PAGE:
Junior High Session
Let us pray.
God of healing,
you make all things new.
Help us to accept the grace of your healing
so that we may let go of past regrets.
In the name of Jesus Christ we pray.
Opening Life Reflection
On this Fifth Sunday of Lent we acknowledge the healing and new life that God offers through reconciliation. It is not easy to let go of past hurts. To forgive the hurtful actions of others, and to forgive ourselves takes courage and faith. Begin today’s session by inviting the young people to reflect on the areas of their lives where they are in need healing. Discuss:
- Is there a situation in your life that you need to reconcile?
- Do you hold on to past hurts?
- What do you need to let go of at this time in order to accept God’s healing?
Invite the young people to think of what they are hanging on to and ask them to close one of their hands into a fist. Play some soft music and ask them to close their eyes and imagine that God is giving them a new start. Ask them to open their fist and let go of any past regret that they are holding on to.
Through the Sacrament of Penance and Reconciliation, the Church offers us a new start. This sacrament helps us to let go and let God’s healing take place in our hearts.
Listening to the Word of God
In today’s Old Testament reading from the book of Isaiah, listen to God promise the Israelites a new start.
Read Isaiah 43:16-21.
Allow for silence.
Scripture Discussion Starters
- What does the Lord say about things of the past?
- What is the Lord about to do?
- Why does the Lord promise to give the Israelites a new start?
In the Gospel we hear about a woman who has been caught in adultery. Listen to find out what Jesus does.
Read John 8:1-11.
Allow for silence
- Who brings the woman before Jesus?
- What is the woman accused of?
- What does the Law of Moses say should be done to the woman?
- What does Jesus say?
- Why does everyone go away except Jesus and the woman?
- What does Jesus tell the woman?
Provide 2-3 minutes of background information on the readings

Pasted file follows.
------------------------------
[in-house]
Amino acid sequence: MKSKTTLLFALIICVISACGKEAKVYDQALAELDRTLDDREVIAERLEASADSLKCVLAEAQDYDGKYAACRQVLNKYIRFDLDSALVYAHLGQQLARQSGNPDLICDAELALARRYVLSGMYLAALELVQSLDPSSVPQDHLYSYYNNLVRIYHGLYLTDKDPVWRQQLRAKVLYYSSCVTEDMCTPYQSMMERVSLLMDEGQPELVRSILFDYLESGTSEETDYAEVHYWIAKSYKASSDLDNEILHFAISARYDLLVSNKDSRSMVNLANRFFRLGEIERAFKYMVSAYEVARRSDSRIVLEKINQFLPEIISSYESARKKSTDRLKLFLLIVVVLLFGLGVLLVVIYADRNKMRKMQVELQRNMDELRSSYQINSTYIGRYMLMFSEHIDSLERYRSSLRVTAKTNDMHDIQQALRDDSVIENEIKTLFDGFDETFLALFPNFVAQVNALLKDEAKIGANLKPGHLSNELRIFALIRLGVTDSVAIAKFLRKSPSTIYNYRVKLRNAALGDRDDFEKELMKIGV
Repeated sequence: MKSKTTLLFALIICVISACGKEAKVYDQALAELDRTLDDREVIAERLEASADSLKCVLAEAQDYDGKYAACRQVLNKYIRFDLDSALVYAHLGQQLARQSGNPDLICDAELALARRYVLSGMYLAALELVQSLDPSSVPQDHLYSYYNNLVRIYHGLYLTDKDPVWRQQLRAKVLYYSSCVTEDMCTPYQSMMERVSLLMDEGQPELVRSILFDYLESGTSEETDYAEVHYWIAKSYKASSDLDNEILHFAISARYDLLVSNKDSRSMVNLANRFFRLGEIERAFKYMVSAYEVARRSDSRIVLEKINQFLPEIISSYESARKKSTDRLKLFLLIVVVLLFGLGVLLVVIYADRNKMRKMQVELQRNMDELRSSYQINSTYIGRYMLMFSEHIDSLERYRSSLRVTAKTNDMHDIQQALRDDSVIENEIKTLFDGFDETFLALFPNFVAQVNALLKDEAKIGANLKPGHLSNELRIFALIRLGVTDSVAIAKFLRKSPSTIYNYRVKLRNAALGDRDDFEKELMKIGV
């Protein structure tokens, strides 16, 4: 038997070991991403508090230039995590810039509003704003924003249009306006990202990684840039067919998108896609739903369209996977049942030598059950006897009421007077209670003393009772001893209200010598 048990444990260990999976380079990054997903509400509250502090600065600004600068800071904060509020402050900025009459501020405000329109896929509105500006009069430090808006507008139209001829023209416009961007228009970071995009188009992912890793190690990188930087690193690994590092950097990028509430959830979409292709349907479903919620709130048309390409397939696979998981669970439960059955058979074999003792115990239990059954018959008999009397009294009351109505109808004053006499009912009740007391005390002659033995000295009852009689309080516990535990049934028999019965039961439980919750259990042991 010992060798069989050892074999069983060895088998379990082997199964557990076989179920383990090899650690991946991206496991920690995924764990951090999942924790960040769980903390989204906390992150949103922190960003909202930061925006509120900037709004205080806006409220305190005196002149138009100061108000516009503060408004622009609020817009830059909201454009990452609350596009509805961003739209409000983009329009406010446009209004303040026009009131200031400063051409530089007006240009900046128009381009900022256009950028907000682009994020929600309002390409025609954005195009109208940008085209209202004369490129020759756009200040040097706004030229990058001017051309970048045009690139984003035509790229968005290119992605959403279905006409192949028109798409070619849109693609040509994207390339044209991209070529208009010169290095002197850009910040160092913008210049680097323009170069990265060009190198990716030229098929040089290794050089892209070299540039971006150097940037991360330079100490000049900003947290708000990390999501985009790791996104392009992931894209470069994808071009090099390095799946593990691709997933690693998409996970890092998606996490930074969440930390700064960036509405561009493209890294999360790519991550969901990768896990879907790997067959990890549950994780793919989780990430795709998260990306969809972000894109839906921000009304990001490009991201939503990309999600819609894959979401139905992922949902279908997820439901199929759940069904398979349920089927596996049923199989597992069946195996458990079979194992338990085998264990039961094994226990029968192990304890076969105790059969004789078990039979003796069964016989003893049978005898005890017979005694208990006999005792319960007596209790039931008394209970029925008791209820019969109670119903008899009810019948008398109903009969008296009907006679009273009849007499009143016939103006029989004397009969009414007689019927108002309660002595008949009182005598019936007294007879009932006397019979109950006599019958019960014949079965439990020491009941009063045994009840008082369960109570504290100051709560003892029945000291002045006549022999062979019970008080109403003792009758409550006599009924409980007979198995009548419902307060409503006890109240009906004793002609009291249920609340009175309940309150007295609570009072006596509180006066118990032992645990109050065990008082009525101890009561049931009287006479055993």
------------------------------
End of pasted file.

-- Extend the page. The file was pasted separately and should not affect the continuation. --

In the first reading from the Old Testament the Israelites are given hope and encouragement during their exile in Babylon. They are told to let go of the things of old because the Lord is giving them a new start. God forgives their past transgressions offers them new life. This reading from the book of Isaiah reassures the Israelites that God has not given up on them. They can look forward to what God is about to do on their behalf. After all, they remain God’s chosen people.
In today’s Gospel we hear a story about a woman whom the scribes and Pharisees bring before Jesus because she has been accused of adultery. We get the idea that the religious leaders are trying to trick Jesus so that they will have something to accuse him of. They are quick to point out that the Law of Moses says that the woman should be stoned. Jesus’ reaction is brilliant. After writing in the dirt on the ground he stands up and tells them that whoever is without sin can throw the first stone.
Jesus is left standing alone with the woman. He asks her if anyone has condemned her. Then he tells her to go and sin no more. Jesus gives the woman the gift of a new start. She leaves her encounter with Jesus reconciled to God, to her community and to herself.
The story in the Gospel today reveals that God forgives our past sins and loves us unconditionally. This frees us to let go of the past so that we may lead a new life of grace.
Questions for Deeper Reflection
- Have you ever been quick to judge another person?
- Is it sometimes easier to find fault with others than to look within ourselves?
- When have you been given a new start?
If you are not going to continue with the doctrinal discussion, proceed to the Gospel in Life.
Doctrinal Discussion Starters
God forgives our sins and loves us unconditionally. In Jesus this divine love is shown fully. Jesus ate and drank with sinners offering them healing and a new start.
For those who have sinned after Baptism, the Sacrament of Penance and Reconciliation offers forgiveness and a new start. The healing brought about by the sacrament helps a person to change. Catholics celebrate repentance and conversion in the Sacrament of Reconciliation.
- Why is it important to celebrate the Sacrament of Penance and Reconciliation?
- How does the Sacrament of Reconciliation offer healing?
- Why is the season of Lent a good time to celebrate the Sacrament of Penance and Reconciliation?
The Gospel in Life
Take the opportunity to celebrate the Sacrament of Penance and Reconciliation at your parish this week.
Connecting to Faith First® Legacy Edition
At Home Family Guide, theme 9
Junior High, Church and Sacraments, chapter 11
Blest Are We
Grade 7, chapter 12
Grade 8, chapter 14